Island County officials await Supreme Court decision on private attorneys

For 111 years, a law that allows county commissioners to hire private attorneys has gone unchallenged.

For 111 years, a law that allows county commissioners to hire private attorneys has gone unchallenged.

It took a group of stubborn Island County elected officials with a fractured relationship to finally test the limits of the statute in question.

The disagreement between the county prosecutor and the board of commissioners made its way to the Washington State Supreme Court last month. Attorneys were grilled by justices when they presented opposing arguments in the case Washington V. Susan Drummond. The question the justices will ultimately answer is whether county commissioners can hire private attorneys over the objection of the county prosecuting attorney.

The primary statute in question, RCW 36.32.200, states that it is unlawful for commissioners to hire an attorney to perform a prosecutor’s function unless the contract is “approved by the presiding superior court judge.” The question, however, is under what circumstances the judge can approve the contract.

County officials are now awaiting a decision that may have an impact on counties statewide.

“The prosecutor is proposing a sea change in how local government in Washington works,” said attorney Scott Missall, who is representing the Island County commissioners.

Island County Prosecutor Greg Banks is represented by Pam Loginsky, staff attorney for the Washington Association of Prosecuting Attorneys. She asked the supreme court to oust outside attorney Drummond from her contract to provide legal advice to the commissioners. She argued that under state law it’s the prosecutor’s job to give legal counsel to commissioners and that hiring an attorney to do that work without an able prosecutor’s permission is thwarting the will of the voters.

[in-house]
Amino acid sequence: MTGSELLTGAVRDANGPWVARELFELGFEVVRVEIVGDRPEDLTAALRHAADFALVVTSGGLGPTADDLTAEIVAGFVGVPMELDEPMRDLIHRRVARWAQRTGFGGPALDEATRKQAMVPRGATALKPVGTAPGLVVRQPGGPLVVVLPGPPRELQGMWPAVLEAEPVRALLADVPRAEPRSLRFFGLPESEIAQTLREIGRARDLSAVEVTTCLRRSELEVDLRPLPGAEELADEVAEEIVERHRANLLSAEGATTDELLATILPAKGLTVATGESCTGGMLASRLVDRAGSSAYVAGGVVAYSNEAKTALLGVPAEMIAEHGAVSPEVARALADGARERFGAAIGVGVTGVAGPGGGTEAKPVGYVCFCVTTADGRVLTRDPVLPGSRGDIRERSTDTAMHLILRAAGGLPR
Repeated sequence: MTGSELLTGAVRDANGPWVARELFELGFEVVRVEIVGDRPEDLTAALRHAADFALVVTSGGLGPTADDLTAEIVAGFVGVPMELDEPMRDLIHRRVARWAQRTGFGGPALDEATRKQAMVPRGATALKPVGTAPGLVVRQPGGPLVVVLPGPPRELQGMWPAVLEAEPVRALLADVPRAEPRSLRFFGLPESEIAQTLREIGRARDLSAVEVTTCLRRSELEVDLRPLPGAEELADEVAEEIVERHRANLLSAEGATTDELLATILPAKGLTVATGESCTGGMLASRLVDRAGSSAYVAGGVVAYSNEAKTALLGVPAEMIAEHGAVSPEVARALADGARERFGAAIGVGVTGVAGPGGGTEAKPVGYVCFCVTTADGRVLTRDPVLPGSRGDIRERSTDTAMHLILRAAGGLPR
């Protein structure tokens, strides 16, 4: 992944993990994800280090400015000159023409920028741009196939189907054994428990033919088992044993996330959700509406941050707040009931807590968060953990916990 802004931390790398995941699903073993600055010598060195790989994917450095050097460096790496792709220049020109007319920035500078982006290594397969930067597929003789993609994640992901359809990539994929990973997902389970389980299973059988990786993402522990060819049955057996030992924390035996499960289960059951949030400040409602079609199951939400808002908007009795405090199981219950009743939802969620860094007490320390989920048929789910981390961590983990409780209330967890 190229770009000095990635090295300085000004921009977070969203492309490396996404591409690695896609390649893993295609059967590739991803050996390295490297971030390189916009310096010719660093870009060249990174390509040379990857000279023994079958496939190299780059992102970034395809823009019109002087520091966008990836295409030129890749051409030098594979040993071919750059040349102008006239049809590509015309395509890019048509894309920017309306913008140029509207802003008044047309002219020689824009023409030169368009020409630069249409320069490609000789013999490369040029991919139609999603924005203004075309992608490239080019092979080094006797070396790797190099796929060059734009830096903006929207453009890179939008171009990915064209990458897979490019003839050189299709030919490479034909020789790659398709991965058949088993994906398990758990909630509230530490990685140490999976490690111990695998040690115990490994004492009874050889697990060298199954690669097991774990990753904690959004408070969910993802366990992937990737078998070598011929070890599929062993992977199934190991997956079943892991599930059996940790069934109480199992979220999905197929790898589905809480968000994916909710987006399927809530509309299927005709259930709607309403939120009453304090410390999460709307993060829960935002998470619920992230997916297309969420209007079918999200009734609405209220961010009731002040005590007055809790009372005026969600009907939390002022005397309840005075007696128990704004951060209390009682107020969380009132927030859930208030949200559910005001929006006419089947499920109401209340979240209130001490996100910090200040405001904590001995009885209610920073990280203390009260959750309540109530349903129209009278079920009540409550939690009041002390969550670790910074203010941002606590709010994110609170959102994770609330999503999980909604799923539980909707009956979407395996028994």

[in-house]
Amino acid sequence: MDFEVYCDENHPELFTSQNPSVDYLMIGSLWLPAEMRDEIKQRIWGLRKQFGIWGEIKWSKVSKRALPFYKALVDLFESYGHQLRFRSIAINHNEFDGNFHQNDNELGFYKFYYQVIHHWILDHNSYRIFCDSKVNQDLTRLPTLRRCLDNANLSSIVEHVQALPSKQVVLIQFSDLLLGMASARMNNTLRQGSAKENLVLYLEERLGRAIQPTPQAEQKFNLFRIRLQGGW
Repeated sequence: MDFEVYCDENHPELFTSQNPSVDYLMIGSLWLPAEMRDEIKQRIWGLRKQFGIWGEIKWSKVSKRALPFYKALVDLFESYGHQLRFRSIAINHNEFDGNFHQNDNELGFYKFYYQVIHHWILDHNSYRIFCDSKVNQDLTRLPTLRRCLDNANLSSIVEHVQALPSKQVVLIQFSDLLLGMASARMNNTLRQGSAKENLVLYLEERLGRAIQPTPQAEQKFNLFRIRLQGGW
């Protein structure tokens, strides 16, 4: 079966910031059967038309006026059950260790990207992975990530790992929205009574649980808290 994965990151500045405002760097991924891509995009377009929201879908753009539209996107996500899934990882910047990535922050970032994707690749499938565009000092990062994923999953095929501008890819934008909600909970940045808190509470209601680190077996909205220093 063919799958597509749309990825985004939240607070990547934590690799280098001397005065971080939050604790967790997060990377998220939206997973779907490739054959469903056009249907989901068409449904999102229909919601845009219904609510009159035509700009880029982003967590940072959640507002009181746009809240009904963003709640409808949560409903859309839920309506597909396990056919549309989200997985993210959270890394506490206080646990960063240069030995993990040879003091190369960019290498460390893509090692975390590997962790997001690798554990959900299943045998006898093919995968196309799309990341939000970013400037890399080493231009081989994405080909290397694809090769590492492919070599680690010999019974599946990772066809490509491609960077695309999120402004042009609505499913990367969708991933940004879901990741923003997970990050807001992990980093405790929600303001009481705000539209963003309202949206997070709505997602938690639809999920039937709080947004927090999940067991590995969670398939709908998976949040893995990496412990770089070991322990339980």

“I also ask this court to consider accelerating that decision since the people of Island County have been deprived of their counsel of choice since April of 2015 with regard to the growth management update,” she told the justices.

The justices questioned her about what statute requires the commissioners to have the consent of the prosecutor to hire an private attorney. She argued that her argument was based on “an unbroken line of supreme court decisions.”

Justice Debra Stephens asked Loginsky why she isn’t challenging the constitutionality of the statute that’s at the center of the case. Loginsky said commissioners need a mechanism to hire an outside attorney if a prosecutor is unable to fulfill his or her duty, but the statute can’t be used without the prosecutor’s permission if the prosecutor is able to do the job.

On the other side, Missall said the statute clearly allows commissioners to hire outside attorneys with the approval of the presiding superior court judge and doesn’t require permission from the prosecutor. He said the statute is clear on its face.

“The fact is that 39 counties in Washington state have used the statute for 111 years without any problem,” he said.

Justice Charles Wiggins told Missall that one of his arguments was “a logical fallacy,” but Missall said he didn’t agree.

Justices asked Missall whether, under his argument, commissioners could hire their own attorneys to prosecute criminals if they didn’t like the prosecutor. Missall argued that they couldn’t because “prosecution” was the core function of the prosecutor, as compared to providing legal advice to county officials.

Justice Steven Gonzalez, however, pointed out that “prosecution” refers to both civil and criminal matters in the case he cited.

Chief Justice Barbara Madsen asked whether it would have been an issue if the commissioners hired Drummond as a consultant rather than an attorney. In fact, a previous board of Island County commissioners did hire an attorney as a consultant in order to get around having to get permission from the judges.

Justice Sheryl Gordon McCloud pointed out that the difference is that the commissioners would be able to have privileged conversations behind closed doors with an attorney, as compared to a consultant.

The disagreement between Banks and the board arose last year when commissioners hired Drummond to help with the update to the county’s comprehensive plan. They said they needed someone with expertise in the area of law to help them draft the plan and they questioned the ability of the prosecutor’s office.

Banks objected and later filed a lawsuit against Drummond, seeking to oust her as the commissioners’ land-use attorney. The commissioners joined the lawsuit on Drummond’s side.

Island County Superior Court judges agreed with the commissioners and wrote a strongly-worded letter supporting their interpretation of the law. Drummond and the commissioners won the case in Skagit County Superior Court on summary judgement, but then Banks asked the Supreme Court to take up the issue on direct review, which allows him to skip the appeals court step. The justices agreed.

“This is a pretty interesting political dispute in my opinion,” Justice Susan Owens said.

 

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